Skip to content
Link copied to clipboard

Restocking on Aisle 2

To win back customers, Wal-Mart bringing back goods it dropped.

NEW YORK - Wal-Mart Stores Inc. is in a race against time to give shoppers what they want before they get comfortable going elsewhere.

Customers who switched to other stores when Wal-Mart decided to ditch best-selling toothbrush brands, craft supplies, and bolts of fabric may be hard to win back.

The company has taken nine months to restore thousands of grocery items, including some best-selling brands, it dumped two years ago. The idea then was to tidy up stores for the wealthier customers it had won during the recession.

Grocery sales have improved, rising in the low single digits in the first quarter. But overall traffic at its U.S. namesake stores has been down, and revenue at stores open at least a year has posted eight straight quarters of declines on a year-over-year basis.

President and chief executive officer Mike Duke on Friday outlined a five-point program at Wal-Mart's annual shareholders meeting to help the Bentonville, Ark., company sell more on the Internet at home and abroad while keeping its costs and prices low.

"Our next-generation customer will include millions who are striving to join the emerging global middle class," Duke said. "They're connected to the world through smartphones and social media. They're in charge of when they shop and how they shop, and they know who has the lowest prices."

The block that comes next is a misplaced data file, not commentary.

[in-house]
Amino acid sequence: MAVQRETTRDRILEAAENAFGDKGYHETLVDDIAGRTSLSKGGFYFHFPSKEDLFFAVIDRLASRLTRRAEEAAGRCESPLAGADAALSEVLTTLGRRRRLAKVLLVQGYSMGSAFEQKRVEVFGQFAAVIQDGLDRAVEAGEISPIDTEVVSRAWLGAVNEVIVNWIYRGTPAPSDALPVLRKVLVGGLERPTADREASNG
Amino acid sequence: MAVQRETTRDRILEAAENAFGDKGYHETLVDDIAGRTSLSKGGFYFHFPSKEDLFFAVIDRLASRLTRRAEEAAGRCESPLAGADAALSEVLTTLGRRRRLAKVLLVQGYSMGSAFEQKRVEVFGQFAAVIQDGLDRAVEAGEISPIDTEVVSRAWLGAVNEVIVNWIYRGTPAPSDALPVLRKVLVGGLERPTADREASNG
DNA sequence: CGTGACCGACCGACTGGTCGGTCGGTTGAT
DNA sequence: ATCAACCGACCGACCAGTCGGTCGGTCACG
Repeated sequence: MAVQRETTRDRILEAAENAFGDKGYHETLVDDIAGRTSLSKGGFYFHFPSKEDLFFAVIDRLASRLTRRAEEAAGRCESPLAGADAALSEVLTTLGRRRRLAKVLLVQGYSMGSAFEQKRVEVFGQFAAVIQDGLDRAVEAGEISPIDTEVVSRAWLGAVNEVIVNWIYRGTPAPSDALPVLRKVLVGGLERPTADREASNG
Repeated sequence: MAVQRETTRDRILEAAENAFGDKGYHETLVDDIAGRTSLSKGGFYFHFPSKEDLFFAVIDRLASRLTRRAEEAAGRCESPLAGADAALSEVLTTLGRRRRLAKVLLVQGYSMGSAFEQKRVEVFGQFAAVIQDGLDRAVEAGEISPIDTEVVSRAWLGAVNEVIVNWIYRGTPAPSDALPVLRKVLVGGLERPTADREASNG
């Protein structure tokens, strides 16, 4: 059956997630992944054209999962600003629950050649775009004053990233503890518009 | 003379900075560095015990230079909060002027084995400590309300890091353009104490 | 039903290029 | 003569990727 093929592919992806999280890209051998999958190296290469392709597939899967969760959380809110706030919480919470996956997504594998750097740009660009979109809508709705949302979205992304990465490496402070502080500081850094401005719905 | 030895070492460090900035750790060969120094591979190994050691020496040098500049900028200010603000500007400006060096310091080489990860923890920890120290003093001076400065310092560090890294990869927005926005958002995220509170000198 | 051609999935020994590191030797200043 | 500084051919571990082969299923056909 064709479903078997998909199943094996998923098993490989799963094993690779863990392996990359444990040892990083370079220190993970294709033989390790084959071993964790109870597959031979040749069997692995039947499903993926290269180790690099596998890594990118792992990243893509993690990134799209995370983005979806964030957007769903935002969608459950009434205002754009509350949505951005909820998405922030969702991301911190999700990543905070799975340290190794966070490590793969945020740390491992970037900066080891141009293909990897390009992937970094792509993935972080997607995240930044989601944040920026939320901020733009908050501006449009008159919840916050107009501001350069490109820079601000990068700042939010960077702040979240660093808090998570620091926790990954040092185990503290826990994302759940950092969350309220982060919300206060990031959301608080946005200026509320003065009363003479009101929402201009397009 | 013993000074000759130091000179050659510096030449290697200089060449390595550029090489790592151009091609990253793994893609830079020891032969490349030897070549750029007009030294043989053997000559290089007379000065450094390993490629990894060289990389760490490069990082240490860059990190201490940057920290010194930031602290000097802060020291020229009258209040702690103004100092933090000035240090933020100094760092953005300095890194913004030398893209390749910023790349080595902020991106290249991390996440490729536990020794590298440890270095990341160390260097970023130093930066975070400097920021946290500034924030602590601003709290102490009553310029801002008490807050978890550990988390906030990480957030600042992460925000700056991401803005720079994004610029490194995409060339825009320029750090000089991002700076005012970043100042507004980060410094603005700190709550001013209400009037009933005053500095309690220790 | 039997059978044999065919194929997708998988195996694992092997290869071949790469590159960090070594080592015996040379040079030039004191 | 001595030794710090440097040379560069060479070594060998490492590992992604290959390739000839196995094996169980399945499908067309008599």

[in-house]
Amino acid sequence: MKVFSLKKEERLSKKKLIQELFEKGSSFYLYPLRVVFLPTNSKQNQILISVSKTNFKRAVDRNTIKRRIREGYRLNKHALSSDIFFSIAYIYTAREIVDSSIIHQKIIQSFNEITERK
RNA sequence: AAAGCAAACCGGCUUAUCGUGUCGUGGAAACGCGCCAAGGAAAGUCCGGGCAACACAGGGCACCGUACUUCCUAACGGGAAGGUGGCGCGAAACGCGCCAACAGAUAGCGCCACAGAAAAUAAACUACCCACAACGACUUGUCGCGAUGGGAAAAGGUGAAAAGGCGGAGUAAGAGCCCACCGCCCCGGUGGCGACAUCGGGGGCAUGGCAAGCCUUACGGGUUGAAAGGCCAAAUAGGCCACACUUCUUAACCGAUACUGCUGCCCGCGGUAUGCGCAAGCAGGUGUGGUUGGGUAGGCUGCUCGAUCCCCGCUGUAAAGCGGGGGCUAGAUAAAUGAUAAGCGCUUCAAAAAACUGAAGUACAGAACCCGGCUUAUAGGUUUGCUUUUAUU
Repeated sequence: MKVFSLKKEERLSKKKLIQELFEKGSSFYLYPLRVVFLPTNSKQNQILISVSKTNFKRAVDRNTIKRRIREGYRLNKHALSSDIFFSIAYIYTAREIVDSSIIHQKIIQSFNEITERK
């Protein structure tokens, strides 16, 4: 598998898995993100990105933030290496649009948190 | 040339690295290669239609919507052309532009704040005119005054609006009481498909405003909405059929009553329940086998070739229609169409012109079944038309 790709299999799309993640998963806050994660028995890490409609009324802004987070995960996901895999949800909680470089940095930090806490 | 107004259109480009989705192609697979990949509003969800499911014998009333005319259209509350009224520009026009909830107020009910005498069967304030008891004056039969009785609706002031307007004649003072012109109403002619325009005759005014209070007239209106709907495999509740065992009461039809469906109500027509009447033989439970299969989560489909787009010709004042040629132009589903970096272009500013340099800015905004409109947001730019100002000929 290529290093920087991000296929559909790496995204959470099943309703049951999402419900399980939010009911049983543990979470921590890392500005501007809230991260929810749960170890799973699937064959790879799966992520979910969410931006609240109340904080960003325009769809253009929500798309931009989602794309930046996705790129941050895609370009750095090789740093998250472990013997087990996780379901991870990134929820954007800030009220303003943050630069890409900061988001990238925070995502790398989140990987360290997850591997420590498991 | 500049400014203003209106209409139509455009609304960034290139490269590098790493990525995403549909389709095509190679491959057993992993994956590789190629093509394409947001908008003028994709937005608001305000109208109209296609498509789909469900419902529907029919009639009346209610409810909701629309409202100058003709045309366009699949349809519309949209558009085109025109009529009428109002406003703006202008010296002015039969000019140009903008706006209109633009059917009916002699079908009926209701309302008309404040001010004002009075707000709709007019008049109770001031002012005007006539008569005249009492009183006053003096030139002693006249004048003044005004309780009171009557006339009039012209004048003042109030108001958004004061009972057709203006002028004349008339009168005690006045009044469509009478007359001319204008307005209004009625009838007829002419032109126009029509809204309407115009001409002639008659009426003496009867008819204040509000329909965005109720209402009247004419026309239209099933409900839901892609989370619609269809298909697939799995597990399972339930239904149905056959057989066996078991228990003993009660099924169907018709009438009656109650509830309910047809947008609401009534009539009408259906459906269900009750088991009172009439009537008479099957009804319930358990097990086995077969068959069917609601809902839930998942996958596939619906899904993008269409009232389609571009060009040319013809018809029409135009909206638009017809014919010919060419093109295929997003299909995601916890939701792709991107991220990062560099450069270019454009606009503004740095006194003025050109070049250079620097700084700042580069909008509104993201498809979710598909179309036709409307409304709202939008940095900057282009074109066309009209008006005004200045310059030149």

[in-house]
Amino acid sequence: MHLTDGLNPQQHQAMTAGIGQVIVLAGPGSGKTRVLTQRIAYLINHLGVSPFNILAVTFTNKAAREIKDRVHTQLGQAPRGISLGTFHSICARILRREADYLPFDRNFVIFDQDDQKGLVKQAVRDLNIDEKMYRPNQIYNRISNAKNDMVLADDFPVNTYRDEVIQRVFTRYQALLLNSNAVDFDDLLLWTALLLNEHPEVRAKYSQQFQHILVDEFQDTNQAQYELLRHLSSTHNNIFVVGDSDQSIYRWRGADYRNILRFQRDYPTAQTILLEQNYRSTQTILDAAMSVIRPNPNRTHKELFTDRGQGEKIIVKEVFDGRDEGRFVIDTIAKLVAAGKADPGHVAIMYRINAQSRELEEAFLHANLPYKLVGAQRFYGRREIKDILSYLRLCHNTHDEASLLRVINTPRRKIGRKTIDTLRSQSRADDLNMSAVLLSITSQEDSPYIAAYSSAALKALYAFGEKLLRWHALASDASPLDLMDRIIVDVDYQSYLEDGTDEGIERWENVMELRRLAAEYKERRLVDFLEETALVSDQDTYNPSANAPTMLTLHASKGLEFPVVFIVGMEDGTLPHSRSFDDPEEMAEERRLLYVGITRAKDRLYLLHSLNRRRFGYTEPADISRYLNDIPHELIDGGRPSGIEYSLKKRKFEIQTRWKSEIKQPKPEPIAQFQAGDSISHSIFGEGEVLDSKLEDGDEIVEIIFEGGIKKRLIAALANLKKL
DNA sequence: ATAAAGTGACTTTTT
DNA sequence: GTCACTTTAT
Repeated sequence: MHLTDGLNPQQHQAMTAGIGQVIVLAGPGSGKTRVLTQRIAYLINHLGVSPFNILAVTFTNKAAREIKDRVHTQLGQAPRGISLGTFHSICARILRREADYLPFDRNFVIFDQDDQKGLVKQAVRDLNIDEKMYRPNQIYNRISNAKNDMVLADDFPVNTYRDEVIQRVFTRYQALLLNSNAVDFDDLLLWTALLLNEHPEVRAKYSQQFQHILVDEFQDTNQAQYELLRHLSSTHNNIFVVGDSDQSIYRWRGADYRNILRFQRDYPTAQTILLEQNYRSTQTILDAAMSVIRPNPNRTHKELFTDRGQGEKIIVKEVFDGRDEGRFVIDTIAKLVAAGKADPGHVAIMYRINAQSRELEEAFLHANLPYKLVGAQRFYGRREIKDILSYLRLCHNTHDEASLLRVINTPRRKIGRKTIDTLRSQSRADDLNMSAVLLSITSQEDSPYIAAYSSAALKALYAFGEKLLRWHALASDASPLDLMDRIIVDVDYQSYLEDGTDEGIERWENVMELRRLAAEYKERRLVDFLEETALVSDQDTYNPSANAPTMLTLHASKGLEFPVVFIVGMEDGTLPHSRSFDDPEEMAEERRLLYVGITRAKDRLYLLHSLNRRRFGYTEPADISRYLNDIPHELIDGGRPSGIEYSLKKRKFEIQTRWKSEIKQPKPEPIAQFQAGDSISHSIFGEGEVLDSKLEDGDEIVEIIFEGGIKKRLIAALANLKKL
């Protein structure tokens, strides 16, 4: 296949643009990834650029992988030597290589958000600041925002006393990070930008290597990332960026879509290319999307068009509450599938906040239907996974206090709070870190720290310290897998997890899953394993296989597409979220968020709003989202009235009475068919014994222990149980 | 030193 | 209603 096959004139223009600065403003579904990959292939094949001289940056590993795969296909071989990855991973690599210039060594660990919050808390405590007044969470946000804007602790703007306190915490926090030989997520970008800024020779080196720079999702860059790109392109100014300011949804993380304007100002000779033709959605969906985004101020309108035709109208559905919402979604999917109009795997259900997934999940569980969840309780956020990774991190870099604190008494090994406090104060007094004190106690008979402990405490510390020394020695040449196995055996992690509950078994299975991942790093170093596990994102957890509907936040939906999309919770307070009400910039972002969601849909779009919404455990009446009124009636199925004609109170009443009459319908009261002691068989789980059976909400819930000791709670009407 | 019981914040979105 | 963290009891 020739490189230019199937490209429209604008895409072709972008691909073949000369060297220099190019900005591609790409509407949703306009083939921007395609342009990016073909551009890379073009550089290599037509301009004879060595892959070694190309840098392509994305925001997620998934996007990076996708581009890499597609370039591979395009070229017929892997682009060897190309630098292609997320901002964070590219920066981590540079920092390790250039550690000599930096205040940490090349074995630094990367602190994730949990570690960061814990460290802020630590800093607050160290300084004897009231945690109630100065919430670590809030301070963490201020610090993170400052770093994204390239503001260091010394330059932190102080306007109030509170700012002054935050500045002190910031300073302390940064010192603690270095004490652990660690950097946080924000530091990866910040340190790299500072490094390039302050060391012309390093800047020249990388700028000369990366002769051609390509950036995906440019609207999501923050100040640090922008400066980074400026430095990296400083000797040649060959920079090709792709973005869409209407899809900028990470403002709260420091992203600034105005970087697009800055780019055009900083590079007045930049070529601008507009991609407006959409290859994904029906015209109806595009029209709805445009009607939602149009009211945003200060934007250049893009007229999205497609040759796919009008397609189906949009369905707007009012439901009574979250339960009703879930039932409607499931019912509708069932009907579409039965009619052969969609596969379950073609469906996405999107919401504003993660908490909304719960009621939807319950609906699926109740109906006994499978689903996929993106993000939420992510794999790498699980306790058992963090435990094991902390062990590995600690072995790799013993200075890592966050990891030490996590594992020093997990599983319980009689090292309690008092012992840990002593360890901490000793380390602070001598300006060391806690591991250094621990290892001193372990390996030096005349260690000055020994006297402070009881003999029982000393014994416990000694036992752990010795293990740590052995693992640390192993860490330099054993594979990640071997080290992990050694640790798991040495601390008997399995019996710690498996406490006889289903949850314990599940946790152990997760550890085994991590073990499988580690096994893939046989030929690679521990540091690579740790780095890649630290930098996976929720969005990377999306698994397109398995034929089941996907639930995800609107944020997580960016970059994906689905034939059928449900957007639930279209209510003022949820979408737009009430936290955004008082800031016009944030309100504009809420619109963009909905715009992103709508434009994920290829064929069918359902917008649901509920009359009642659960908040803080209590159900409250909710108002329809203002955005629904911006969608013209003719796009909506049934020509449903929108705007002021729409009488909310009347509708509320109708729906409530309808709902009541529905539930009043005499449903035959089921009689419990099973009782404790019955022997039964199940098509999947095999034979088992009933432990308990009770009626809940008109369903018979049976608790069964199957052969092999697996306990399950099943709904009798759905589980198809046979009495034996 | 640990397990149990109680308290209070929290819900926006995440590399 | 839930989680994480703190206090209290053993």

He said expanding globally and marketing to the "next-generation customer" were Wal-Mart's long-term goals.

It will take until the end of 2011 to restock the rest of each of its stores with items that were culled, from craft supplies to home furnishings. That will go a long way toward restoring Wal-Mart's ability to provide one-stop shopping, which could be a plus as shoppers make fewer trips to save on gasoline.

"The customer, for the most part, is still in the store shopping, but they started doing some more shopping elsewhere, and we want to bring them back. We know that it's easy to lose them," said Wal-Mart's chief financial officer, Charles Holley, during a conference last week.

Meanwhile, dollar stores, which benefited from shoppers trying to stretch their money in the recession, are continuing to gain new customers and post higher revenue. The trend has accelerated as gasoline prices closed in on $4 a gallon.

Dollar stores have more adroitly maneuvered in the post-recession economy. They have expanded their inventory, particularly brand names, become more competitive on price, and are expanding to new locations. At the same time, some wealthier shoppers are trading back up to the mall or higher-end grocery stores such as Whole Foods.

Together, those patterns mean Wal-Mart is increasingly "caught in the middle" between dollar stores and more expensive stores, Wall Street Strategies analyst Brian Sozzi said. "Now, it's trying to return to its roots, but it's facing old competitors - the dollar stores - that are getting much better."

The restocking has taken longer than Wal-Mart predicted. In November, it had said that the merchandise it cut would be restored by this spring.

Even when Wal-Mart has been able to get goods to the stores, the company known for its efficiency has had trouble getting the products onto shelves, said Cameron Smith, who recruits executives for Wal-Mart suppliers and also serves as an adviser.

For example, pallets of merchandise are crowding aisles, Sozzi said.